Saturday, January 30, 2016

Pizza or Lox for Breakfast?

This morning, I came downstairs and found my daughter eating a slice of last night's pizza - the breakfast of champions. Pizza wasn't the breakfast for me; I was thinking about how to prepare my eggs.

With more time on this weekend morning, I offered to make soft boiled eggs for her, knowing that soft boiled is one of her preferred ways to eat eggs. She said, "No" that she had already eaten pizza.  I remembered some gluten free bread that we had and decided to fry an egg on toast. She still wasn't interested.

As I was getting the eggs from the fridge, I saw a package of lox. This changed it all for me - I was going to poach an egg on toast with lox.  Evidently, it changed it all for my daughter too, "Can you make one for me too?"

A photo posted by Beau (@beauraines) on




Saturday, December 05, 2015

An alcohol problem - not having the right stuff

I have an alcohol problem. As we prepared for Thanksgiving and brought many fresh herbs that we don't usually have on hand and celebratory whipped cream, I started thinking of the cocktails that I could make with those ingredients. And unfortunately, I was stymied by not having the alcohol that I needed (okay, wanted).

Several years ago, I went to a movie theater and got a cocktail. Cocktails at the movies is another thing, but it was a nice date night with my wife. I had a Bogart cocktail, that was composed of muddled sages, gin, Cointreau, lemon juice and a lime garnish. I fall on the savory part of the cocktail spectrum, so this was right up my alley.

While I was preparing the ingredients for Thanksgiving, I secreted away a few sage leaves to save for my cocktail.  The next day, while we were lolling around in our food coma, I decided that the time was right for a Bogart cocktail. I started to gather my components, I discovered I was out of Cointreau! Stymied by the lack of a key ingredient, I decided that I would try another drink.

I had a growler of cold coffee, cans of whipped cream for pie and it was cold outside. Sounds like Irish Coffee weather! When we have whipped cream at our house, it is most commonly applied directly from the can into the mouth. You have to be fast to use in on pie or hot chocolate.

I warmed up my coffee, it had been on hand for my daughter to make iced coffees in the morning on the way to school, and went looking for my bottle of Jameson. I was thinking how nice it would be to sit by the fireplace, catch up on my reading and enjoy an Irish Coffee. I leaned over to go through our liquor cabinet contents and could not find my bottle. It turns out, I had finished it last winter and not yet replaced it.

My problem is that I don't have the liquors I want to make my cocktails with!  If you ask my wife, she'll tell you that my problem is that I have to call it a night after two drinks (sometimes even just one, I'm such a lightweight). In many ways, she's right; I won't drink a lot or often, but when I do, I want something good.  What is your favorite cocktail this winter?

Sunday, November 01, 2015

Seattle Craft Distillery - 3 Howls

Seattle has a growing craft distillery movement. Ahh, who am I kidding; there is just a growing craft movement... Craft coffee, craft cocktails, craft beer, craft (not with a K) cheese and craft distilleries. A few weeks ago, I was invited to 3 Howls Distillery in Seattle's SoDo district for a tasting and tour.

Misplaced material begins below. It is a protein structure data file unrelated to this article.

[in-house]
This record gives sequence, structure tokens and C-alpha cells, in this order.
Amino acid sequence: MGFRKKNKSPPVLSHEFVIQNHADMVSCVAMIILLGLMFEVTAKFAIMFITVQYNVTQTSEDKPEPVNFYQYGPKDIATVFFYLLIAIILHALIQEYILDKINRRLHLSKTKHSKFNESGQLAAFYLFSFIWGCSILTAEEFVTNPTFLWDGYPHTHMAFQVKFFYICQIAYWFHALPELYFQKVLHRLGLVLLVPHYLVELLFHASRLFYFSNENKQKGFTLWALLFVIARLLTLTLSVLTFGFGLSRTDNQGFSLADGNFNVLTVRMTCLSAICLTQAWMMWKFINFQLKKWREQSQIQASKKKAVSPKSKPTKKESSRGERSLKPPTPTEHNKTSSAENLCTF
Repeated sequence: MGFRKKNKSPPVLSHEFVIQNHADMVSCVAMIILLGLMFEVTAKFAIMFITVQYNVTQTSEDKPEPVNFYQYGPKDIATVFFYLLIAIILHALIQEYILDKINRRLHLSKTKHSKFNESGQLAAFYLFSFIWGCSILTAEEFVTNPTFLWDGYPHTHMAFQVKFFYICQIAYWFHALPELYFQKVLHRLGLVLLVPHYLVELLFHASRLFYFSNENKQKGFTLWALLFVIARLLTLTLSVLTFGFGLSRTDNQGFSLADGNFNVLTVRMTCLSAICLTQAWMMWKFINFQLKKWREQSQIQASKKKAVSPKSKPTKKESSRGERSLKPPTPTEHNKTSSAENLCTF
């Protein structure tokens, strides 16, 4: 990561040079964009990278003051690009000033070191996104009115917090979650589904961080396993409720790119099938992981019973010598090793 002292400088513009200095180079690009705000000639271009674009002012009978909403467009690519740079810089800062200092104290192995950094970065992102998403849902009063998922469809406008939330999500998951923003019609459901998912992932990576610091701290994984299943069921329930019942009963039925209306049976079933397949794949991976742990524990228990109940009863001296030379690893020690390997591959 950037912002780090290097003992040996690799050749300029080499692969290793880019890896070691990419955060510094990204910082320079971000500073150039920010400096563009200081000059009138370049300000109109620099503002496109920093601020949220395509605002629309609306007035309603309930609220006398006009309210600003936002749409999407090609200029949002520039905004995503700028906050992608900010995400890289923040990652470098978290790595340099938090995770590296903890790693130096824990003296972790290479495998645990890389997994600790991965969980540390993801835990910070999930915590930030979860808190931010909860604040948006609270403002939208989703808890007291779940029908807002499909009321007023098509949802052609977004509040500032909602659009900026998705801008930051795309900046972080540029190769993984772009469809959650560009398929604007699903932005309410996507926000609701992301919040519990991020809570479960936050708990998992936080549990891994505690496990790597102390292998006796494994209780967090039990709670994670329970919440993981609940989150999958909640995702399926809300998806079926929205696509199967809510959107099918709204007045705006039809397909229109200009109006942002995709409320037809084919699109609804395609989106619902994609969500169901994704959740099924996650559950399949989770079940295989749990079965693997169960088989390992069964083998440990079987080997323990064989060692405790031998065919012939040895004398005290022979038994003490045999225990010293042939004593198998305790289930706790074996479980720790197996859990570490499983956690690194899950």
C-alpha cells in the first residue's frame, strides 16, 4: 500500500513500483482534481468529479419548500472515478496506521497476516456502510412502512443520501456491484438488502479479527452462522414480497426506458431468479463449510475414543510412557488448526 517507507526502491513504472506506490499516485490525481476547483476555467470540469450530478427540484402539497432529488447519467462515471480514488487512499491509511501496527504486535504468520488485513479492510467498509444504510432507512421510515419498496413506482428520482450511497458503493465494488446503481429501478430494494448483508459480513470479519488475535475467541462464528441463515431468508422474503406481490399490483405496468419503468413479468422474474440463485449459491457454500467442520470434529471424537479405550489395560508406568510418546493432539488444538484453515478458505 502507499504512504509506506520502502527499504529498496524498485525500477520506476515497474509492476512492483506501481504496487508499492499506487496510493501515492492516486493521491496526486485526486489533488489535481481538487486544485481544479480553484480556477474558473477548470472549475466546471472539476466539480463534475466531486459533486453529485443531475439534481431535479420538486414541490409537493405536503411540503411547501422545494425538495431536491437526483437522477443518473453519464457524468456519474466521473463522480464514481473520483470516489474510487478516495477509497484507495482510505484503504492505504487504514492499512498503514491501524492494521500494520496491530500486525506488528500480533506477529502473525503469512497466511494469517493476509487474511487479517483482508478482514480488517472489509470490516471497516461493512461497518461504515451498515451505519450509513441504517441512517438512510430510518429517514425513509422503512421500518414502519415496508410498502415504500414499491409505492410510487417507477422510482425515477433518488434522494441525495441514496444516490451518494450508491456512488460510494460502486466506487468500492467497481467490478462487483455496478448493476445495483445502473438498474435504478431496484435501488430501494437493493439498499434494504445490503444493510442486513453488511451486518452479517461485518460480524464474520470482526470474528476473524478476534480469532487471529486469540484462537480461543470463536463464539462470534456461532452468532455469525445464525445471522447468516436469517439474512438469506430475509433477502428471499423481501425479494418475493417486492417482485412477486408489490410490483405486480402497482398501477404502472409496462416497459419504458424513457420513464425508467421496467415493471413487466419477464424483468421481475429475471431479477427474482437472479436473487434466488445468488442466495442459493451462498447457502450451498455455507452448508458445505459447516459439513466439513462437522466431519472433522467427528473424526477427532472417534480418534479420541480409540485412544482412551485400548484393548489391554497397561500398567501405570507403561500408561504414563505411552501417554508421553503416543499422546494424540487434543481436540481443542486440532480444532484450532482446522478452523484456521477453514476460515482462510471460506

A small sample of the long line of spirits...
What I find especially neat about the craft distillery movement, really any of the craft , is that the people involved are so passionate about their craft. One of the 3 Howls owners, Will, gave my wife and I a personal tour of his distillery space. It's plain to see from just chatting with him that he loves distilling and making the perfect spirits. 


Even though Will has been making a lot of rum, we got a sample of his still aging single malt whisky.  I think he only had 2 or 3 barrels; this is really a small batch operation, so it was quite nice of him to share. And Heather, who isn't a whisky kind of girl, liked this single malt. It was smokey and smooth, but not overly smokey where it was choking you out. I'm looking forward to when this one is available for purchase!

Getting a special sample of @3howlsdistillery single malt #whiskey from @3howls founder Will. #3howls #Seattle #whiskey #rum #vodka #gin #cocktail

A photo posted by Heather Murphy-Raines/Scouts H (@unitedstatesofmotherhood) on



I got to take home a sample of the Hopped Whisky which was nice to enjoy on this blustery weekend we've been having in the Pacific Northwest. It was good whisky, but my tastes stray from the hoppy side of things, even in the beers I drink.
Drinking my party favor at home.
If you're in Seattle, 3 Howls offers distillery tours and will share their passion with you. If you're not in Seattle and you want to check them out, they're nationally distributed by Total Wine and More. Drink responsibly, but drink well.

Monday, October 12, 2015

Lingering over breakfast with a french press

I enjoy drinking coffee. I'm not one of those people that needs coffee to function first thing in the morning; my first coffee will often be 5 to 6 hours after I wake up. I drink coffee for the flavors of the beans and for the art of making coffee.